Project description:Interstitial lung disease (ILD) encompasses a large group of pulmonary conditions sharing common clinical, radiological and histopathological features as a consequence of fibrosis of the lung interstitium. The majority of ILDs are idiopathic in nature with possible genetic predisposition, but is also well recognised as a complication of connective tissue disease or with certain environmental, occupational or drug exposures. In recent years, a concerted international effort has been made to standardise the diagnostic criteria in ILD subtypes, formalise multidisciplinary pathways and standardise treatment recommendations. In this review, we discuss some of the current challenges around ILD diagnostics, the role of serological testing, especially, in light of the new classification of Interstitial Pneumonia with Autoimmune Features (IPAF) and discuss the evidence for therapies targeted at idiopathic and immune-related pulmonary fibrosis.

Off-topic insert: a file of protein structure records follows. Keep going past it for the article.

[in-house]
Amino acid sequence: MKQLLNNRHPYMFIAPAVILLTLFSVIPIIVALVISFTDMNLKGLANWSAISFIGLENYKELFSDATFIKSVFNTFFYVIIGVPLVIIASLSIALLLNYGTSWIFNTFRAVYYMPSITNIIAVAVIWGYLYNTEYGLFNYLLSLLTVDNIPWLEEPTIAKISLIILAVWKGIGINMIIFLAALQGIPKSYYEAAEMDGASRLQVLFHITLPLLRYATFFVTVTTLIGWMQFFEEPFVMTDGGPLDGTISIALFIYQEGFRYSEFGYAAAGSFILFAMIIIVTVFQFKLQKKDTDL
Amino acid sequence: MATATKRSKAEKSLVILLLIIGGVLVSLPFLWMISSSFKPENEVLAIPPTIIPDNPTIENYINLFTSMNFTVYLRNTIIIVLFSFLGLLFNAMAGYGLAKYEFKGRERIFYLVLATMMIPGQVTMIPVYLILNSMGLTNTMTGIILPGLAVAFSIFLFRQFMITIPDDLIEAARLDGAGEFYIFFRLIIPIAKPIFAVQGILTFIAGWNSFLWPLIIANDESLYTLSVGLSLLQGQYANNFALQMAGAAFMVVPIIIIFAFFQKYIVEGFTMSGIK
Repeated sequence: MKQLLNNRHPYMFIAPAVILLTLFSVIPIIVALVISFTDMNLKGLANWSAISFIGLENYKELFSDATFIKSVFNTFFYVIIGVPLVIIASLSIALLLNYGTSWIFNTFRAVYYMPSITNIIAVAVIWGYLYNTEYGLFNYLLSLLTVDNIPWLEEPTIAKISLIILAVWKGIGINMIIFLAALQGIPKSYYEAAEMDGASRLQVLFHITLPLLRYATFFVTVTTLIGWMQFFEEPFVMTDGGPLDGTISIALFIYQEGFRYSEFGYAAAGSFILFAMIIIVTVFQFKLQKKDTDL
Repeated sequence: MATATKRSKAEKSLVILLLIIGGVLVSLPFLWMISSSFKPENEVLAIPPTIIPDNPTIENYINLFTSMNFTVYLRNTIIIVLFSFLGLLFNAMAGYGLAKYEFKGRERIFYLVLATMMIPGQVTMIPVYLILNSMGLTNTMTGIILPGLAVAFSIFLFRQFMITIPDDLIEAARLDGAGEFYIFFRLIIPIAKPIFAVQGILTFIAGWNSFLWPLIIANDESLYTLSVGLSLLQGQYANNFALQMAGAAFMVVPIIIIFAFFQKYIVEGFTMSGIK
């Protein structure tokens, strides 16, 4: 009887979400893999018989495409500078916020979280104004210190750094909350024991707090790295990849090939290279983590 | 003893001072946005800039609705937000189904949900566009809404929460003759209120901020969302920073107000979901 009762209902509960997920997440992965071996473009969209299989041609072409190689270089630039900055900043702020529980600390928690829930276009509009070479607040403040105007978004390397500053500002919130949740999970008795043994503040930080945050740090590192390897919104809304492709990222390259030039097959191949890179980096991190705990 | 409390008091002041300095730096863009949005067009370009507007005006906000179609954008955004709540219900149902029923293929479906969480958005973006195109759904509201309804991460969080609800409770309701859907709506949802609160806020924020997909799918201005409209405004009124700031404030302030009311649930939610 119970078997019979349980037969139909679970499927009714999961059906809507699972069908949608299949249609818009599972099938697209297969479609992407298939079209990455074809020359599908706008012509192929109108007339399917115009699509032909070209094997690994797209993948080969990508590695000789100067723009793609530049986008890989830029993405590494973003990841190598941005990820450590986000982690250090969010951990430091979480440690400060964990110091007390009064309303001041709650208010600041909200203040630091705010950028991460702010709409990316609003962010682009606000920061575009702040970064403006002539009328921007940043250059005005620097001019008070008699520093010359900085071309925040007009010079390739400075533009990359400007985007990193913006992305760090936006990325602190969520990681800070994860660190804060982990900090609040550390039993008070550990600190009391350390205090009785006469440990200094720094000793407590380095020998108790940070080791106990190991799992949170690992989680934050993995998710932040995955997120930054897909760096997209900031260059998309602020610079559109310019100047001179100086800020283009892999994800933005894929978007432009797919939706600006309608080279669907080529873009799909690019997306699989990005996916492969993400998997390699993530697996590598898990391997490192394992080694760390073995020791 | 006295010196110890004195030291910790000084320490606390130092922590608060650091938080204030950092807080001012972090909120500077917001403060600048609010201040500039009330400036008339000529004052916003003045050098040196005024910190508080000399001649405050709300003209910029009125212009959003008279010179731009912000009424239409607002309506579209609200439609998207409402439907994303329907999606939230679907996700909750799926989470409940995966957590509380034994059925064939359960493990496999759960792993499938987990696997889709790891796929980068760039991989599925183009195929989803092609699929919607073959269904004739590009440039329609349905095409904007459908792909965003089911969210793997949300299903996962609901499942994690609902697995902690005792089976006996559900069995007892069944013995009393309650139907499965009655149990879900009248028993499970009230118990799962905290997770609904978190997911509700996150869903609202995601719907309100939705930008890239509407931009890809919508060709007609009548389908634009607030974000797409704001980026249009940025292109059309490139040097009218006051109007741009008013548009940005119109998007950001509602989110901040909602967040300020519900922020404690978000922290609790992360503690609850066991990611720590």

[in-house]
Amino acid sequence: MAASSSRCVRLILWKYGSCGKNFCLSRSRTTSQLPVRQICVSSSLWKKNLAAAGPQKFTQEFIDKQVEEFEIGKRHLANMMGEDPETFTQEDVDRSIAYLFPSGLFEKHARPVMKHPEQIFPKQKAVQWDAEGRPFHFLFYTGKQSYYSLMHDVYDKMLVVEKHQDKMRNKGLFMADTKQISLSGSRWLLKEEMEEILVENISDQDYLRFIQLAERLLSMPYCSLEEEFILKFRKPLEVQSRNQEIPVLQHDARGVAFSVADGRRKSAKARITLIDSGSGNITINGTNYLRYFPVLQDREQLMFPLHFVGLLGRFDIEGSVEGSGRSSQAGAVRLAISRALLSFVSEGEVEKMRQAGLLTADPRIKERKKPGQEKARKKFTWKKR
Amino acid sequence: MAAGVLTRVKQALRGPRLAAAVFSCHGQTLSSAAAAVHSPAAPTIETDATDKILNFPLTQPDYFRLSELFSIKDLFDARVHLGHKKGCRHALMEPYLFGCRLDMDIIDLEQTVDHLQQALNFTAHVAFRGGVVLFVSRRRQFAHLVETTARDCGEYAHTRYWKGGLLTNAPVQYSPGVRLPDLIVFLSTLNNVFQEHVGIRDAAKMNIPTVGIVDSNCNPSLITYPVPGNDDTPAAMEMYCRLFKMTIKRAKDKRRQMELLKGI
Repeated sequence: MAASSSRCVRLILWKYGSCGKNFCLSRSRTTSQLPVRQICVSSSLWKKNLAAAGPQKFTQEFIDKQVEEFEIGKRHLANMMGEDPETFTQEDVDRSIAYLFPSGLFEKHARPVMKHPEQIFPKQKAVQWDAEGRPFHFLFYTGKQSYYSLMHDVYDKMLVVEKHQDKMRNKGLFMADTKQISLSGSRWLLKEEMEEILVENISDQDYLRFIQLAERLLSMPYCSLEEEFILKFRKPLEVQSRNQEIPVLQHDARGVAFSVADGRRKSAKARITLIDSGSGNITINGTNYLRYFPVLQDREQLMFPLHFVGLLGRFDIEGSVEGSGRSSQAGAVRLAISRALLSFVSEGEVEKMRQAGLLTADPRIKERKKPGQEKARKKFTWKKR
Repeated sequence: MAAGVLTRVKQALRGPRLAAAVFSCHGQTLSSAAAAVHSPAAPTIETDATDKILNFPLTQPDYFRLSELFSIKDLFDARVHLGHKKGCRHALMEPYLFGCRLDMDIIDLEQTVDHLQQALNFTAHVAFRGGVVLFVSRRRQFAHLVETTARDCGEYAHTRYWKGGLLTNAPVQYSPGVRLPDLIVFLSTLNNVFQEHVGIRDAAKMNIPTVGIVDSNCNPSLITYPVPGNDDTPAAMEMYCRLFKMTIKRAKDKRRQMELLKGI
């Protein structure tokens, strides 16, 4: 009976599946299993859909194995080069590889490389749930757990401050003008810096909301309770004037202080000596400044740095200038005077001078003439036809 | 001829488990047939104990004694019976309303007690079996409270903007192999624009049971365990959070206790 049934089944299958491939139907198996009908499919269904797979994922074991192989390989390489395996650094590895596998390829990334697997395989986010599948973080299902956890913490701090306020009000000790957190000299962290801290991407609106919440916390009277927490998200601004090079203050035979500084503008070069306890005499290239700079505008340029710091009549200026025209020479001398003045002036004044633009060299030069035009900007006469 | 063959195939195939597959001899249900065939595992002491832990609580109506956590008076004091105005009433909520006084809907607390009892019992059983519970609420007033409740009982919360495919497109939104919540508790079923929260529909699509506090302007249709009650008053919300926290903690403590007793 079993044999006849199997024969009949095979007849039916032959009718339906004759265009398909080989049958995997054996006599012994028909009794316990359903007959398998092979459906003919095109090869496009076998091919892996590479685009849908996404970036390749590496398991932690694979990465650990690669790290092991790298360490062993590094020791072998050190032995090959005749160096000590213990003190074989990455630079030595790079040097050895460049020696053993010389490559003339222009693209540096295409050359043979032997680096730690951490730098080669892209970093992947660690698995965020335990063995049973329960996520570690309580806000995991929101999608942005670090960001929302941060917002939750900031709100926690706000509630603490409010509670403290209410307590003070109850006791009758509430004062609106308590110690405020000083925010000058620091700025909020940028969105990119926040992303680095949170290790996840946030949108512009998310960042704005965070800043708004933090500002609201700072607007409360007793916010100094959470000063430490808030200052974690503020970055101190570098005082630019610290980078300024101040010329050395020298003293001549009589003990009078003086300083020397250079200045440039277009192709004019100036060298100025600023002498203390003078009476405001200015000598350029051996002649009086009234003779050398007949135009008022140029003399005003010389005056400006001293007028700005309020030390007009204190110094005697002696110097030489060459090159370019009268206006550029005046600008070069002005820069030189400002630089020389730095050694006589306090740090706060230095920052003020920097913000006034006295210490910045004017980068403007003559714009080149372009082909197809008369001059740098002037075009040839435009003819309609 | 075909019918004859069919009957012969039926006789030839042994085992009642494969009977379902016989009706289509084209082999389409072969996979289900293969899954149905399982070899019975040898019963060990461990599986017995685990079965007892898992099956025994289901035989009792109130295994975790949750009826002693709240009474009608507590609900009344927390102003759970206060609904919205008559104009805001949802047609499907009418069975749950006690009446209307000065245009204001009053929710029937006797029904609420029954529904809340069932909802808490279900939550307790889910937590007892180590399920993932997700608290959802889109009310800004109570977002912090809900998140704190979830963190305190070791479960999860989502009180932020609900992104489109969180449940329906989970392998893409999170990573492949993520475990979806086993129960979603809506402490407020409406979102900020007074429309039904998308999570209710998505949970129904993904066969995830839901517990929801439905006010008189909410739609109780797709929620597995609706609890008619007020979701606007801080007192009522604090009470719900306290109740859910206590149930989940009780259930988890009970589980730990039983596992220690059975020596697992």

Project description:<h4>Background</h4>Transbronchial lung forceps biopsy (TBLF) is of limited value for the diagnosis of interstitial lung disease (ILD). However, in cases with predominantly peribronchial pathology, such as sarcoidosis, TBLF is considered to be diagnostic in most cases. The present study examines whether transbronchial lung cryobiopsy (TBLC) is superior to TBLF in terms of diagnostic yield in cases of sarcoidosis.<h4>Methods</h4>In this post hoc analysis of a prospective, randomized, controlled, multicentre study, 359 patients with ILD requiring diagnostic bronchoscopic tissue sampling were included. TBLF and TBLC were both used for each patient in a randomized order. Histological assessment was undertaken on each biopsy and determined whether sarcoid was a consideration.<h4>Results</h4>A histological diagnosis of sarcoidosis was established in 17 of 272 cases for which histopathology was available. In 6 out of 17 patients, compatible findings were seen with both TBLC and TBLF. In 10 patients, where the diagnosis of sarcoidosis was confirmed by TBLC, TBLF did not provide a diagnosis. In one patient, TBLF but not TBLC confirmed the diagnosis of sarcoidosis.<h4>Conclusions</h4>In this post hoc analysis, the histological diagnosis of sarcoidosis was made significantly more often by TBLC than by TBLF. As in other idiopathic interstitial pneumonias (IIPs), the use of TBLC should be considered when sarcoidosis is suspected.